Authenticating as an end user

This topic explains how to access Google Cloud APIs on behalf of an end user. For general information about authenticating to Google Cloud APIs, see Authentication overview.

Authentication flow

When an application needs to access Google Cloud APIs on behalf of an end user, the application initiates an OAuth consent flow. After the user completes the flow, your application receives the user's credentials. With the credentials, your application can call Google Cloud APIs on behalf of the user.

This process is a protocol called OAuth 2.0.

OAuth 2.0 flow
Your app
User consent
User data

To learn more about OAuth 2.0, see OAuth 2.0.

Specifying OAuth scopes

When authenticating as an end user, you must specify OAuth scopes explicitly. OAuth scopes limit the actions your application can perform on behalf of the end user. For example, these actions might include reading files from Cloud Storage, or managing Google Cloud projects.

See the specific API page for more information on what OAuth scopes are available. For example, if you plan to use the disks.get() method for the Compute Engine API, you would need to set one of these OAuth scopes. Set the minimum scope needed based on your use case.

Granting and limiting access to project resources

If you're using end user credentials to access resources within your project, you must grant the user access to resources within your project. Do this in Google Cloud by setting a role in Identity and Access Management (IAM).

You may want to limit which resources the user has access to. This is especially true when you're allowing the user to access resources in a project that you own. Set roles according to the least privilege the user needs.

Each service has a set of IAM roles, and you can choose to create custom roles instead. For more information, see understanding roles and creating and managing custom roles.

End user authentication example

Complete the following sections to obtain credentials for an end user. The following steps use the BigQuery API, but you can replicate this process with any Google Cloud API that has a client library.

Setting up your project

  1. Sign in to your Google Account.

    If you don't already have one, sign up for a new account.

  2. In the Cloud Console, on the project selector page, select or create a Cloud project.

    Go to the project selector page

  3. Make sure that billing is enabled for your Google Cloud project. Learn how to confirm billing is enabled for your project.

  4. Enable the BigQuery API.

    Enable the API

  5. Install the BigQuery client libraries.
  6. If using Python or Node.js, you must install an additional auth library.

    Python

    Install the oauthlib integration for Google Auth.

    pip install --upgrade google-auth-oauthlib

Creating your client credentials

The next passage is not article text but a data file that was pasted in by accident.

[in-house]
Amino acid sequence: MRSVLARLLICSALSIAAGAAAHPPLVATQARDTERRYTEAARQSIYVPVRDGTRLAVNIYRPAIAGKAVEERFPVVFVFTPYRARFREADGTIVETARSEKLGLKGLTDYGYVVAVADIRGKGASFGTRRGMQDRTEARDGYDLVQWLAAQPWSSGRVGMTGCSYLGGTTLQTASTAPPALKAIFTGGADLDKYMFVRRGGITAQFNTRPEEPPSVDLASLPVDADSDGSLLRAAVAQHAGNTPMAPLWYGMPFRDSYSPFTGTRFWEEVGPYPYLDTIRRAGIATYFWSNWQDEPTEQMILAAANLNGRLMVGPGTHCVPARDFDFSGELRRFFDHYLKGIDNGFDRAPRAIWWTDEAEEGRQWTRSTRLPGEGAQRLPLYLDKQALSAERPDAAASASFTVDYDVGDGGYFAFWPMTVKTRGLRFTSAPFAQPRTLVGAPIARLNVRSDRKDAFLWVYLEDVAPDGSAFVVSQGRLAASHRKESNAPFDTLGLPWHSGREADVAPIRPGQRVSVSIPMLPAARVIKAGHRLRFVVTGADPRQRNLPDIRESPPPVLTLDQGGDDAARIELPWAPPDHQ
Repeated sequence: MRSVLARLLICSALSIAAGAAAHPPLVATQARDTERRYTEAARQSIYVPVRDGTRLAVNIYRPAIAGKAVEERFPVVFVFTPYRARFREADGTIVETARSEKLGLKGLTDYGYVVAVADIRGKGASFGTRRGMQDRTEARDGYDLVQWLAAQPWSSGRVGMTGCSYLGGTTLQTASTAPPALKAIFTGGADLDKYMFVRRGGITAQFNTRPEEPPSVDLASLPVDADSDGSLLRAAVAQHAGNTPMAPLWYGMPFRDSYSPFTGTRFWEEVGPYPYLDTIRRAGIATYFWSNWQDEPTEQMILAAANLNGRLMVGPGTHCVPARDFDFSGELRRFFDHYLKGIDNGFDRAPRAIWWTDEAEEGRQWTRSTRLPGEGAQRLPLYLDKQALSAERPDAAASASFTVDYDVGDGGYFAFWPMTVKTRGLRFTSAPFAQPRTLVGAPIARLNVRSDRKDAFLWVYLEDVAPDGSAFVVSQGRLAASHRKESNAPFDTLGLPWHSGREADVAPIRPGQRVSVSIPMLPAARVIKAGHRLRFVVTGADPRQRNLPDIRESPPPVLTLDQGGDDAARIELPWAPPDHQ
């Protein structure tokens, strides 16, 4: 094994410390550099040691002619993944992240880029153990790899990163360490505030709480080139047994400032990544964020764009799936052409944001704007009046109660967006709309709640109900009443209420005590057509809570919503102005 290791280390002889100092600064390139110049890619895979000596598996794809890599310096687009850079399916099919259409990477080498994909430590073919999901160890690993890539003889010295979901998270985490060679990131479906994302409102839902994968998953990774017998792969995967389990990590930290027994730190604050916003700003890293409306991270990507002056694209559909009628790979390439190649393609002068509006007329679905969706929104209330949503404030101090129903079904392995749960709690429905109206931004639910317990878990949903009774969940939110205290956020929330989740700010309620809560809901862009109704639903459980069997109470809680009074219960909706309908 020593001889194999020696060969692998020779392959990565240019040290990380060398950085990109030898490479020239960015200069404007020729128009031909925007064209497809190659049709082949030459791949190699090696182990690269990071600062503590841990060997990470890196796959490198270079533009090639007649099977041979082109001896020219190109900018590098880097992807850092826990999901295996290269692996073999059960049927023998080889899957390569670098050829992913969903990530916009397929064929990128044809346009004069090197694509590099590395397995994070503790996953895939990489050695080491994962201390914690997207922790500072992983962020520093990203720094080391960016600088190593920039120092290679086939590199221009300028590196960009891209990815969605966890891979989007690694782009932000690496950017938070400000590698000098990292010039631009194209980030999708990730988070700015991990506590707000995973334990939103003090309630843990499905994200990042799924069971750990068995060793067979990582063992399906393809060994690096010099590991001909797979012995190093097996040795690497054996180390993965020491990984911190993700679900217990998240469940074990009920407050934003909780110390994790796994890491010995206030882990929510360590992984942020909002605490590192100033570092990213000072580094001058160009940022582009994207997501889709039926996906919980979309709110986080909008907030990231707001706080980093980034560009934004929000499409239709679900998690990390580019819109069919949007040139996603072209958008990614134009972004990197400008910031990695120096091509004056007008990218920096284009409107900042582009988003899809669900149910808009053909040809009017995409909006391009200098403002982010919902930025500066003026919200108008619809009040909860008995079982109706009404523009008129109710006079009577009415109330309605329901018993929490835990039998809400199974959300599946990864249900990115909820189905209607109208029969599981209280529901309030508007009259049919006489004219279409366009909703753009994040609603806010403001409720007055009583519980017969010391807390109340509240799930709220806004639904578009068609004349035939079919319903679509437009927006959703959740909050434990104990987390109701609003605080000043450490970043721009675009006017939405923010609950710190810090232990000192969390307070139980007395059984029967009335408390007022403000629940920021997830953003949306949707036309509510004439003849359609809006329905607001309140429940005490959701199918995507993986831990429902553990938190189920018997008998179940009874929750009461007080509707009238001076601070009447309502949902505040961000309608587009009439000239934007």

Create your client credentials in Google Cloud Console.

  1. Go to the OAuth consent screen page in Cloud Console.

  2. On the Credentials page, select the Create credentials button, then select OAuth client ID.

  3. Select Other, then select the Create button. Select the OK button after the success dialogue appears.

  4. Download the credentials by selecting the Download JSON button for the client ID.

    Download JSON button

  5. Save the credentials file to client_secrets.json. This file must be distributed with your application.

Authenticating and calling the API

  1. Use the client credentials to perform the OAuth 2.0 flow.

    Python

    from google_auth_oauthlib import flow
    
    # TODO: Uncomment the line below to set the `launch_browser` variable.
    # launch_browser = True
    #
    # The `launch_browser` boolean variable indicates if a local server is used
    # as the callback URL in the auth flow. A value of `True` is recommended,
    # but a local server does not work if accessing the application remotely,
    # such as over SSH or from a remote Jupyter notebook.
    
    appflow = flow.InstalledAppFlow.from_client_secrets_file(
        "client_secrets.json", scopes=["https://www.googleapis.com/auth/bigquery"]
    )
    
    if launch_browser:
        appflow.run_local_server()
    else:
        appflow.run_console()
    
    credentials = appflow.credentials

  2. Use the authenticated credentials to connect to the BigQuery API.

    Python

    from google.cloud import bigquery
    
    # TODO: Uncomment the line below to set the `project` variable.
    # project = 'user-project-id'
    #
    # The `project` variable defines the project to be billed for query
    # processing. The user must have the bigquery.jobs.create permission on
    # this project to run a query. See:
    # https://cloud.google.com/bigquery/docs/access-control#permissions
    
    client = bigquery.Client(project=project, credentials=credentials)
    
    query_string = """SELECT name, SUM(number) as total
    FROM `bigquery-public-data.usa_names.usa_1910_current`
    WHERE name = 'William'
    GROUP BY name;
    """
    query_job = client.query(query_string)
    
    # Print the results.
    for row in query_job.result():  # Wait for the job to complete.
        print("{}: {}".format(row["name"], row["total"]))

When you run the sample code, the code launches a browser requesting access to the project associated with the client secrets. The resulting credentials can then be used to access the user's BigQuery resources, because the sample requested the BigQuery scope.

In a different use case, you may wish to grant IAM roles to determine what the user can access.

What's next